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CUDA for Deep Learning Inference in Rust and C++

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Rust C++ CUDA
Yangyang Li
Yangyang Li
PhD Candidate at Northwestern University
Table of Contents

1. Deep Learning Inference

Currently, both Rust and C++ are emerging as noteworthy contenders in the realm of deep learning, primarily due to their efficiency despite Python’s prevailing dominance in model training. While Python continues to commandeer the training phase, it lags in performance during inference. Large Language Models (LLMs), such as ChatGPT, have burgeoned since their inception, instigating a competitive frenzy among corporations and research organizations alike. This has led to an explosion of various LLMs, although not all exhibit equal utility or value.

Furthermore, expansive image generation models, such as stable diffusion and midjourney, are capturing considering attention. Both LLMs and these advanced image generators possess a common characteristic: they are engineered with billions of parameters, occupying gigabytes of memory.

Privacy remains a paramount concern for users of LLMs. The prevailing sentiment is a reluctance to have our data harvested by these computational behemoths without compensation. Recent open-source entrants like llama aim to challenge established players like ChatGPT while prioritizing user privacy. The optimal course of action in terms of privacy is to operate these models on personal devices. However, the hardware constraints, particularly the lack of powerful CPUs or GPUs, pose a challenge. Therefore, there is an urgent impetus within the community to optimize model execution speed. The llama.cpp inference framework, written in C/C++ and utilizing advanced techniques like SIMD, quantization, mixed precision, and acceleration for different backend (GPU, MKL, etc.), addresses this need. Contributions from the open-source community have enabled popular models to be inferenced via llama.cpp, thereby democratizing access to LLMs across various devices.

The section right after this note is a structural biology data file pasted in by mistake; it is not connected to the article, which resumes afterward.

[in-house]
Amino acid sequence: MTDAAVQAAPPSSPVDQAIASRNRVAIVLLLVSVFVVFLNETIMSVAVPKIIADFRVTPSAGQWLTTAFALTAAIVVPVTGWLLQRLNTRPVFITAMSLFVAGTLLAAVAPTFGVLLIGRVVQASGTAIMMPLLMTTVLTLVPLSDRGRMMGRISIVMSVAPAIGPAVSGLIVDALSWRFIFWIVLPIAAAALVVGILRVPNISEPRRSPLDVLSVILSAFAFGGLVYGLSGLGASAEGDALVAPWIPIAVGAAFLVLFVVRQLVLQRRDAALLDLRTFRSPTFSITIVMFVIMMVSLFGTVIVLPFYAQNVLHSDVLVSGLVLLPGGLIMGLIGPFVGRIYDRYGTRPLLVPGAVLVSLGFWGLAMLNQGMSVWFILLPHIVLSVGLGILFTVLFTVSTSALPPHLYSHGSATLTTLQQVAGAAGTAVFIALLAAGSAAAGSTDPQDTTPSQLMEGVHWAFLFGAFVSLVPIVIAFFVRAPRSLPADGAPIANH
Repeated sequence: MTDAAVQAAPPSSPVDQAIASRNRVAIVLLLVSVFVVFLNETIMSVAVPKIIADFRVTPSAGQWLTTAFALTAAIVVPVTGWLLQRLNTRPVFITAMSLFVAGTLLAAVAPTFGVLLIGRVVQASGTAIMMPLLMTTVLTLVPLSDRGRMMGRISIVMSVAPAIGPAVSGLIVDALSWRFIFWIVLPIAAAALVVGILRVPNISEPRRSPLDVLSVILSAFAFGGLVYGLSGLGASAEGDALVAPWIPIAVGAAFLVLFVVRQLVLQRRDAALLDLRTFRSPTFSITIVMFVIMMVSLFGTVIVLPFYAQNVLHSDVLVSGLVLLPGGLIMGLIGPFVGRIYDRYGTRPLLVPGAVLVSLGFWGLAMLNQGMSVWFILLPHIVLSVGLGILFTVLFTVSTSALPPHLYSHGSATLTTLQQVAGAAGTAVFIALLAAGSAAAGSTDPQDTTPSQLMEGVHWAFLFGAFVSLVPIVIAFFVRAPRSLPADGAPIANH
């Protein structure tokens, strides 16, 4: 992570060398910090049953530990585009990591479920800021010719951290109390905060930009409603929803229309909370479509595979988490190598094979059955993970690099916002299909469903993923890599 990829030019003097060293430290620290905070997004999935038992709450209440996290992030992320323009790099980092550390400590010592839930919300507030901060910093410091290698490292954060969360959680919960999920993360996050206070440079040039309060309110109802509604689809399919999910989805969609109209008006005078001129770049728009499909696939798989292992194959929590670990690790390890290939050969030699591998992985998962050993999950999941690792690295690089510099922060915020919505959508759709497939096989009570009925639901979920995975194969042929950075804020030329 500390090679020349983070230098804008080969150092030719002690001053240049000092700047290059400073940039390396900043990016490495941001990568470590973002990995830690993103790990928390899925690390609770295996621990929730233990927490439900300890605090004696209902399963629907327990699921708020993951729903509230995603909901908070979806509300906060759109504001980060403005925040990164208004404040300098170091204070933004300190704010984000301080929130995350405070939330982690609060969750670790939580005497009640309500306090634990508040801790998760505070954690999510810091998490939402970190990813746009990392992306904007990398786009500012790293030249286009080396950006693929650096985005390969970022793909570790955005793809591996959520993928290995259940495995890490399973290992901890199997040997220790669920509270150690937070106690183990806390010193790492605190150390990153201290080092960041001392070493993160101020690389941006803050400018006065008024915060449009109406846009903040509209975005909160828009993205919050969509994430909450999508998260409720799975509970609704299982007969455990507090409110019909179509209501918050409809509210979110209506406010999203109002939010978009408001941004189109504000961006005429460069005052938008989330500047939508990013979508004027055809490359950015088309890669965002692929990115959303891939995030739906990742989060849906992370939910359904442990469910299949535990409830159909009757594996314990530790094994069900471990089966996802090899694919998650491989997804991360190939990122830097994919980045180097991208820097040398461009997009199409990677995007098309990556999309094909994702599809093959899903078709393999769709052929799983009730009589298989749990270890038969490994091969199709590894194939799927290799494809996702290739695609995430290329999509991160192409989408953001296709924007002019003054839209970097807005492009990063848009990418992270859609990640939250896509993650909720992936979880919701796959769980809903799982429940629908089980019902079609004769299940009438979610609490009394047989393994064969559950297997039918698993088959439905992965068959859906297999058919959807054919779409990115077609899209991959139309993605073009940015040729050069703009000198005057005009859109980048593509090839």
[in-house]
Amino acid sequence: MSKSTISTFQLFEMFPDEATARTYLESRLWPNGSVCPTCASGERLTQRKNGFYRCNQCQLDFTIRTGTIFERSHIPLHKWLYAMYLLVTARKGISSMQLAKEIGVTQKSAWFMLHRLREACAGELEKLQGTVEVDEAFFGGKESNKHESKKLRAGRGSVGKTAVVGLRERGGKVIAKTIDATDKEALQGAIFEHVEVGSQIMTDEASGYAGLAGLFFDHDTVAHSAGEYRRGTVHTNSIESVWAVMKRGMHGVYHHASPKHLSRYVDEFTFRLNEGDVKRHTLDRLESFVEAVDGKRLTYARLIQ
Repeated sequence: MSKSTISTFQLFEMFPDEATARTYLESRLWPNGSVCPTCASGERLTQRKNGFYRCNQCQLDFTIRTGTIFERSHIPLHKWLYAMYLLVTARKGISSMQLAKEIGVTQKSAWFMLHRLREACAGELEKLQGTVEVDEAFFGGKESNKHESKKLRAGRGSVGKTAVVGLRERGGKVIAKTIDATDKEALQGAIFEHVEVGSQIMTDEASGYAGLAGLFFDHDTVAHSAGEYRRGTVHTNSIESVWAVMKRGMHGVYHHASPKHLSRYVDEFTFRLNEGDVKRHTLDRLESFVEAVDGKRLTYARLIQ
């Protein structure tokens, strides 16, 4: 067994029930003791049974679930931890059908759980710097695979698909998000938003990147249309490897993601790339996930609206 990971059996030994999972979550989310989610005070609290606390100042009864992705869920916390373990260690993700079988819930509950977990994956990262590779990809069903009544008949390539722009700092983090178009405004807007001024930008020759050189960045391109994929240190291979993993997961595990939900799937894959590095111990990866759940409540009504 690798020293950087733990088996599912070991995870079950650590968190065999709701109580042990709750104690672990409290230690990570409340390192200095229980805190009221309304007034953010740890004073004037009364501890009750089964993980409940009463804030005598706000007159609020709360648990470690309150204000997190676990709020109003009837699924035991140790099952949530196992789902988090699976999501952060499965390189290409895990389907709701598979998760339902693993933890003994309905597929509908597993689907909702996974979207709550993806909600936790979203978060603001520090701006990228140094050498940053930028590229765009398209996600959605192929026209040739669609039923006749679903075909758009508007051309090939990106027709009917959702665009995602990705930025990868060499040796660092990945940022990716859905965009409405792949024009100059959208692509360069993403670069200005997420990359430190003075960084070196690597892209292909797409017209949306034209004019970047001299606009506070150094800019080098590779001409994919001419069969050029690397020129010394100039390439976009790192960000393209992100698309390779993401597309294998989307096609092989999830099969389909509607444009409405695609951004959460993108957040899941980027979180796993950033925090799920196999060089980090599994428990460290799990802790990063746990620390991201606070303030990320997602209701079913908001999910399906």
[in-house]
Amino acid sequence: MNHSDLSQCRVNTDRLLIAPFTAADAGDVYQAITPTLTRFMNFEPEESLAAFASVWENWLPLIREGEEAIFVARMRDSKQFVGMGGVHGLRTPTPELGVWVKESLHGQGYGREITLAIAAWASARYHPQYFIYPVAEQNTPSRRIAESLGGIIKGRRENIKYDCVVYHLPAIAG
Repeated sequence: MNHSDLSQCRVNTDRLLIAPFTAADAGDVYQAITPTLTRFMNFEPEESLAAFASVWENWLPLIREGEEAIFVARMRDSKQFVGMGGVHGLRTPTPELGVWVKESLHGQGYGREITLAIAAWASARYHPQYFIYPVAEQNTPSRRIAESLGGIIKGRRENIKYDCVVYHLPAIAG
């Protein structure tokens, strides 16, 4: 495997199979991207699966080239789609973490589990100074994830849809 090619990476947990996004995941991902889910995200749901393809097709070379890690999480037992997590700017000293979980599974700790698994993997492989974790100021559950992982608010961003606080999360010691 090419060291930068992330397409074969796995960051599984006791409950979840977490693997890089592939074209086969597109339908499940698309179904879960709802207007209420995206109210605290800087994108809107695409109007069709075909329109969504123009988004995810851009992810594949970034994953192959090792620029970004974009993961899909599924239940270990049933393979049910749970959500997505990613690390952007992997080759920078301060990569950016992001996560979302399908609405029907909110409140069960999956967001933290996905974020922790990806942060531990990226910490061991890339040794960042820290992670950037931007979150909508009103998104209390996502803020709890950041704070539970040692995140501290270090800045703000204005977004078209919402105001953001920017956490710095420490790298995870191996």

While C++ and llama.cpp off sbstantial benefits, Rust carves out its own niche, particularly excelling in WebAssembly and the development of web or GUI application1. Server nascent yet rapidly evolving deep learning framework, such as dfdx, burn, and candle, are implemented purely in Rust and offer cross-platform compatibility with various accerlated backends.

In summary, upon completion of the model training phase, deployment can be effectively handled by either llama.cpp or Rust-based solutions. This facilitates the accessibility of large-scale deep learning models across an array of devices and platforms. As for my personal setup, I utilize a MacBook Pro with an M1 chip and rely on a remote High-Performance Computing (HPC) cluster for CUDA capabilities. Further details about the HPC setup are delineated in the subsequent figure.


2. Check your CUDA driver version

Unfortunately, I continue to encounter issues while attempting to configure the CUDA environment on a High-Performance Computing (HPC) cluster. This blog post will chronicle my journey to surmount these obstacles without administrative right.